Of all subcultural Senior statesmen, in my humble estimation, one man stands head and shoulders above the rest. That man, cut like a villianous last Victorian-era East End butcher and blessed with the most menacing dead-eye stare in the whole of rave culture, is Andrew Weatherall.
Guv’nor (or Major if you’re a stickler) Weatherall’s stare, old-timey ink, and truly exquisite mustache give the man a hardened air of a man out of time. That quality of tragicomic timelessness and the fact that in interviews he is painfully droll, he tends to come of as churlish or maybe a bully. I read it as quiet cool…and just his brand of humor. Considering the fact that like some vampire in one of those Interview with a Vampire books, Weatherall has quite literally lived through entire epochs of subculture (which at turns he helped define) he has absolutely earned the right to snarl and roll his eyes at anyone and anything that comes his way. He is a dance music immortal.
Having started as a Northern Soul party kid back in the day, Weatherall was a part of a late 60s/early 70s scene that is widely considered ground zero for the rise of modern DJ culture. All night ragers where kids lost their heads to rare deep cuts and slept-on tracks mostly considered “failures” in the US and abroad, Northern Soul parties were the template for the raves and the dance underground.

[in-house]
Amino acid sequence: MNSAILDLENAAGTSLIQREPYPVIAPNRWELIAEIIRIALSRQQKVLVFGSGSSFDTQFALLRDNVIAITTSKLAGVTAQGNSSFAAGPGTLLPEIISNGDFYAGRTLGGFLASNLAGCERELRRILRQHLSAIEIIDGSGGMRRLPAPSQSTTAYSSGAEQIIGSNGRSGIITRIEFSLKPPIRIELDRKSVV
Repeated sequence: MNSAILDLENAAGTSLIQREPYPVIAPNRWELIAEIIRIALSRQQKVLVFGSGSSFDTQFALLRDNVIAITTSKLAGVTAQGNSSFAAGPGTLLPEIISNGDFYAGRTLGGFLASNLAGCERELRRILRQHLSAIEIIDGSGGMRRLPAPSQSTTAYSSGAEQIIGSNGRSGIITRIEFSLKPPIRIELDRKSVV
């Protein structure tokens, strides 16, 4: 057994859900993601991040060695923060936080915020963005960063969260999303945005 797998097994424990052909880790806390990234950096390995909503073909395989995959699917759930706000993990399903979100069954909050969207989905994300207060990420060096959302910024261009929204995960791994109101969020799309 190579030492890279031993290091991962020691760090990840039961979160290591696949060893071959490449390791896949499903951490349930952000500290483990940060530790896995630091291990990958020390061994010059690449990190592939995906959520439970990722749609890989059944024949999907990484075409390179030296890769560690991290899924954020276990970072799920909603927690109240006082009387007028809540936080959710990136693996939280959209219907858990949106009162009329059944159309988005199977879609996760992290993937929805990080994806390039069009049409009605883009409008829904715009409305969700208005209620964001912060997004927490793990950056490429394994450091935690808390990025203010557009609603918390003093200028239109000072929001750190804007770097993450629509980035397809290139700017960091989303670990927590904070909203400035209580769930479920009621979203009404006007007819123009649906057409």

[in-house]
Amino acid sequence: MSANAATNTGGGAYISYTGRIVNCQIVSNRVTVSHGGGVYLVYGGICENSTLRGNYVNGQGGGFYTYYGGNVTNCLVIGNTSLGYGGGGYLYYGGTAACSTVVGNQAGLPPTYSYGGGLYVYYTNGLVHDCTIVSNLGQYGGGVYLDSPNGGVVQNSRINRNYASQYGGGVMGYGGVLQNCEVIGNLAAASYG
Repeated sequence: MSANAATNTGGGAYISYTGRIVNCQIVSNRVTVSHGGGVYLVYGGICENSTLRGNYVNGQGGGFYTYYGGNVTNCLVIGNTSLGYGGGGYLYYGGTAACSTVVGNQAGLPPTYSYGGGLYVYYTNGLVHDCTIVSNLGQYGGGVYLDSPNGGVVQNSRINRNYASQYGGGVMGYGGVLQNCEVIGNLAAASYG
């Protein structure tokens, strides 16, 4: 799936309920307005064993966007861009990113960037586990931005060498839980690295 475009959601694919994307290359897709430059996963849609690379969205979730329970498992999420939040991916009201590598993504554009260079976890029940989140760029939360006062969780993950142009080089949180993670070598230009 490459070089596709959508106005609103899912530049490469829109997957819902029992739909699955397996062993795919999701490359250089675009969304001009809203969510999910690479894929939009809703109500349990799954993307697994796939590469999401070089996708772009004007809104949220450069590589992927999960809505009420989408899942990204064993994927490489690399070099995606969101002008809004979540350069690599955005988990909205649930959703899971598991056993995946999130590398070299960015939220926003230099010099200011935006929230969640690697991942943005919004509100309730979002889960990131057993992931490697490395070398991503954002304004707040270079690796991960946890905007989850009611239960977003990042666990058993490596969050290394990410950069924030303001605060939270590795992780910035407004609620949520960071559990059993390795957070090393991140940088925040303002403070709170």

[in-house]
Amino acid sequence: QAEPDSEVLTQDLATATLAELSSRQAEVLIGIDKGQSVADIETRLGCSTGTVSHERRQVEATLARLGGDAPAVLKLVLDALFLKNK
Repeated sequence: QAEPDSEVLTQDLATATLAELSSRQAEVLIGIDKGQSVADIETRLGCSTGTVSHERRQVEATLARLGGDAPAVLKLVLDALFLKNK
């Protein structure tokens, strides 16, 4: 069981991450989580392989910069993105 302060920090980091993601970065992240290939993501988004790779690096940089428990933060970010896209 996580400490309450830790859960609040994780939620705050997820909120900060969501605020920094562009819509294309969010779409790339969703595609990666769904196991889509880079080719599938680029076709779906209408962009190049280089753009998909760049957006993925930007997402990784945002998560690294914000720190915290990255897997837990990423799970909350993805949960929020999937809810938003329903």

From these humble beginnings, Weatherall went on to have had a hand in crafting shoegaze (My Bloody Valentine,) the emergence of Acid House (Primal Scream) and the golden era of Techno (Sabres of Paradise, Two Lone Swordsmen) all the while staying relatively anonymous (in the US at least) behind the decks.
His latest venture is a short lived party called A Love From Outer Space (named after an obscure and super amazing dance cut by A.R. Kane.) His mission: “to keep the BPM under 122 the entire evening” and create what Weatherall and his ALFOS partner Sean Johnston called “oasis of slowness in a world of ever increasing velocity.” Although it’s caught on in the UK to some extent, the concept is brilliantly confrontational and contradictory to a dancing youth culture whose idea of good is grating amusic at 138+ BPMs. That being said, increasingly a slew of dance music producers are creating fantastic work that supports the neo-downtempo idea.
Timothy J. Fairplay – The Final Reel (Andrew Weatherall Remix) by Andrew Weatherall
As a document of the concept, Weatherall announced (in an excellent interview for the Red Bull Music Academy last year) that he’d be releasing a 3 disc compilation for Ministry of Sound. That compilation, titled “Masterpiece” is out now digitally. It is phenomenal and a behemoth that works both as a distillation of the man’s recent work and evidence of the underground’s underground.
Like Weatherall, dance culture is finally old enough to be self-reflective and critical and comically combative. This is self-assured stuff and isn’t afraid of stratifying if it has to. “Masterpiece” is dance music for adults. And no doubt like the rest of The Lord Sabre’s career will simultaneously be far ahead of the curve and ultimately benchmarking for future generations.
Daniel Avery – Movement (Andrew Weatherall Remix) by Andrew Weatherall